The Upside of Being a Superstitious Witch pt.1

Author: Quill ofQuillsOccultSupply / Labels: ,

I hear from all sides that superstition is bad.  It's archaic, outdated, and silly and only a fool would follow such a thing.  I beg you please, please stop.

I understand this from the regular folk who don't know any better but it's shocking to me that it shows up in the magical community, a demographic that has had these same claims waged against its own practices and people.  How can we take our cues of what is out of line from people who don't believe that we are even real?

Amazingly, occultists swap quotes like the one from Terry Pratchett: "Witches aren't superstitious. We are what people are superstitious of."  This seems to make good sense (especially because there are a noticeable amount of methods for the regular folk to protect themselves from our work), but it completely devalues a worthy form of magical thinking among those who should understand.  

No, I will not shun the superstition.  Instead I will honor it, acclaim it, and share that love and lore liberally.  I seek to reinstate the beauty, charm, and humility of the superstition amongst we magic users.


The Many Ways to Approach Superstition

Let's talk for a moment about all the things that are acceptable in the magical community and how they blend with superstition.  


Omens

First, there's omens.  Many sayings are predictions or expectations based on chance events and actions.  A guest will soon arrive if you drop a piece of silverware, a standing broom falls over, or a bee flies in the front door. Are these things omens or superstitions?

Omens are considered prophetic, often denoting a higher connection with some hidden wisdom or communication from the Gods.  Why can't a superstition be such a communication?  It would appear that there are few possible divisions between the two.  One of them is that superstition nearly always deals with very practical, everyday events.  So you're going to have company--do the Gods care?  Maybe, but most likely not.  

The only other difference is how these bits of wisdom are phrased.  In one of my favorite books, "Harvest Home" by Thomas Tryon, a gust of wind whistles down the chimney suddenly during a gathering of elderly ladies.  They all take note of the event, one saying "An omen, to be sure" and another adding, "Yes, but of what kind?"    So perhaps the more mysterious the exact meaning of the event, the more likely it is to be an omen?  It's certainly true that superstition has very little ambiguity.  The least amount of clarity that it offers is found in the list of that which is good or bad luck, never specifiying how that might manifest.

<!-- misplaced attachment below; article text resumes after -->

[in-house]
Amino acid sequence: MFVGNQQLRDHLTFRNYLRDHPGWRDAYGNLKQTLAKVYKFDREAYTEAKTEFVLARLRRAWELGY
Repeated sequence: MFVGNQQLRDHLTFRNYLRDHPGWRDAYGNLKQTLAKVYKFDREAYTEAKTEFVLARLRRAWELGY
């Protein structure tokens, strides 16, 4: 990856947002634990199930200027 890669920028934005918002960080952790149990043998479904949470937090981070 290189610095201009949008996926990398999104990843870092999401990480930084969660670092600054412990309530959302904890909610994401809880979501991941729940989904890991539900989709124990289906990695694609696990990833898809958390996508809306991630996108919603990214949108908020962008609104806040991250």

Spells

How about when they connect with magic spells?  A spell is the performance of actions and/or words to create effects which have no physical correlation with their source.  Some superstitions are perfect examples of magical thinking when taken this way.  For example, one belief that I follow closely is that whatever you do on New Year's day you will do all that year.  Because of this, I plan that day to contain a little bit of everything I love most and I do my best to avoid arguments and other things I don't want cluttering up my life.  This is my spell for the whole year binging me peace, love, prosperity, and productivity.  


Spells can be classified by their complexity.  Most superstitions would be considered as

only very simple spells, but they all take advantage of generations of firm belief--something that newly written spells can't have.  Perhaps it is that knowledge that its performance is the continuation of untold years that keeps the magic power in a superstition.


Superstition also overlaps, at times, with ritual.  A ritual is strictly defined as any practice with is regularly performed in the same manner or sequence.   Superstitions often entreat us to take advantage of fortuitous moments by doing or saying prescribed things at the right time.  Is wishing on a star a sort of ritual action?  How about the old practice of bringing a loaf of bread and box of salt into a new home to ensure prosperity?

Here's where we get into the problem that most folks seem to have with superstition.  It's at this point that we see methods for averting the bad luck found in certain places or events.  To constantly be on guard against bad luck, to feel the need to do the right thing at the right time to ward it off properly, as well as the fear that one might forget and accidentally invite ill fortune are all things that the "rational" modern mind sees as the damaging effect of superstition.